The Garmin Varia is not just a rear bike light. It’s a rear light with a radar unit built into it. I got it at this time last year and I’ll never ride my bike on a road without it ever again! You shouldn’t ride on the road without one either. Besides a helmet, it’s the best piece of safety gear I own.
What is a Garmin Varia?
In short a Garmin Varia is a rechargeable rear light and radar unit in one. There are a few different lighting modes on it that you can use depending upon the conditions. In my experience over the last year, the least battery-intensive mode will power the unit for about ten hours. Fortunately, the unit will warn you when the battery needs to be recharged.
How does a Garmin Varia work?
The light part of the Garmin Varia is fairly self-explanatory. It either flashes a red light, pulses a red light, or displays a steady red light depending on the mode you choose.
The radar works by detecting and alerting you to moving objects that are within 153 yards of you. In the year that I’ve been using it, the Garmin Varia has alerted me not only to cars and trucks that are approaching from behind but also people on motorcycles, people driving ATVs, and wayward dogs determined to taste test a skinny man in lycra.
The Garmin Varia issues an audible alert when it detects an object approaching from behind you. You can also pair the Garmin Varia to your smartwatch via bluetooth. When paired to my Garmin Fenix 5 watch the Varia creates an audible alert and it vibrates on my wrist. I appreciate the vibrating alert because there have been times that I didn’t hear the audible alert.
The Garmin Varia will also pair to most bike computers including newer Wahoo units like the Wahoo ELEMNT ROAM 2 and older units like my first generation ELEMNT ROAM. When paired to my Wahoo ELEMNT the Varia displays how many vehicles are approaching from behind and their relative distance from me. It also flashes a red light on my Wahoo ELEMNT when a vehicle is very close.
An Unexpected Benefit of Using a Garmin Varia
I live in an area in which most roads do not have any shoulders let alone bike lanes. Because of that I have always constantly looked over my shoulder as I rode. I got the Garmin Varia so that I didn’t have to do that quite so much. I still do look over my shoulder whenever deviating from my line, but I don’t do it when riding on a long straight line like I did before.
My friend who convinced me to buy a Varia told me that he started getting faster downhill times when he started using it. That was because he didn’t have to always hug the shoulder on a descent and could take a faster line knowing that the Varia would alert him to something approaching from behind. I have found the same to be true for me.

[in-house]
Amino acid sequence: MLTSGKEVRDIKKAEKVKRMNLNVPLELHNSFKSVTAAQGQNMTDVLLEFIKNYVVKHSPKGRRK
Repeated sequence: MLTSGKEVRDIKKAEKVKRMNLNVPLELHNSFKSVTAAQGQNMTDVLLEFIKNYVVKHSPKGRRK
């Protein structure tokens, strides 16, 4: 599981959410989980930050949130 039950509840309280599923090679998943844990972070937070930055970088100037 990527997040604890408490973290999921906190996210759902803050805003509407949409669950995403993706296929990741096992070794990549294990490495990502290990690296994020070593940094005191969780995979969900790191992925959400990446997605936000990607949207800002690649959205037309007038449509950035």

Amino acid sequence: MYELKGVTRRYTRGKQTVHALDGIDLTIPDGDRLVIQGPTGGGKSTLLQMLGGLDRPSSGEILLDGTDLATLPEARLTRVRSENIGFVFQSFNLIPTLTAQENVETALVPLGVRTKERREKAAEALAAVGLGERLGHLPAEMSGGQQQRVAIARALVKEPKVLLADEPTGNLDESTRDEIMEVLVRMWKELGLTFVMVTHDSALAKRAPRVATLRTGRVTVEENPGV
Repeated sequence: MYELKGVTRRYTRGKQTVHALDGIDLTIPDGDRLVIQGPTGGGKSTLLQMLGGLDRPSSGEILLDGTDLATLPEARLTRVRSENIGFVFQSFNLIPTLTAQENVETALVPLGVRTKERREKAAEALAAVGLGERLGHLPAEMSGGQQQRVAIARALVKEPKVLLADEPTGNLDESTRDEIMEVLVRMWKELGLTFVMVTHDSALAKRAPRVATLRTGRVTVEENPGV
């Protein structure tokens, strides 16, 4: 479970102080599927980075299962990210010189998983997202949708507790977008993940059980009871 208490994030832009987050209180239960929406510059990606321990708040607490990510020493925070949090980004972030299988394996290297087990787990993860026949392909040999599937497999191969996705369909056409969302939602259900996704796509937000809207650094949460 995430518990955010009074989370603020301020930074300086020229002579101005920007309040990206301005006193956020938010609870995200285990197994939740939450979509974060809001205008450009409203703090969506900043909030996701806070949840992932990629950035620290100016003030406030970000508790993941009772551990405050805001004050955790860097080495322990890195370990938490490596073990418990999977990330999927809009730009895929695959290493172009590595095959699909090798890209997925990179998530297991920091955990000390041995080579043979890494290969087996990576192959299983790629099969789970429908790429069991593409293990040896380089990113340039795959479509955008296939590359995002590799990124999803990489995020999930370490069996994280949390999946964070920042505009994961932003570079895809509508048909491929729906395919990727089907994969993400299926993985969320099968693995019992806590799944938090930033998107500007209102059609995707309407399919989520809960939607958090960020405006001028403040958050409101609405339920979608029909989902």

What I didn’t expect when I started using the Garmin Varia is that I would record faster uphill times. Again, I live in an area that has many narrow and poorly maintained roads. Often, the smoothest pavement in somewhere in the middle of the lane. With the Garmin Varia on my bike I can take the uphill line on the smoothest section of pavement and not worry about someone approaching from behind without me knowing it in time to move over.
I’ve even used the Garmin Varia in gravel races over the last year. Much like descending on an open road in training, when descending on a long gravel road in race it’s nice to know if there is someone close behind me as I pick the best line for my descent.
Garmin Varia Mount
The one thing that almost everyone mentions about the Garmin Varia is the mounting system. At first glance it doesn’t inspire a lot of confidence.
The standard mount that comes with the Garmin Varia is basically a big rubber wedge and a strong rubber band. It feels a little cheap for something that costs $149-$199 USD. That said, I haven’t had a problem with it over the course of 6,000+ miles of riding in the last year.
I’ve used the standard mount on my road bike, my gravel bike, and my mountain bike (there are trails I can access by riding a mile of public road from my house). Even on some rough downhill mountain bike descents the Varia hasn’t come off. It has gotten spun sideways around the seat post a couple of times, but it’s yet to fall off.
If the standard Garmin Varia mount still isn’t secure enough for your liking, there are aftermarket mounts available from KOM cycling and others. The one made by KOM uses a BOA-like ratchet system. A guy on my regular group ride has one and it appears to be very solid if not a bit heavy.
Buy a Helmet, Then Buy a Garmin Varia
After a helmet, a Garmin Varia is the one piece of safety equipment that I recommend to anyone who rides a bicycle on public roads. Like the old American Express ads say, “I won’t leave home without it.”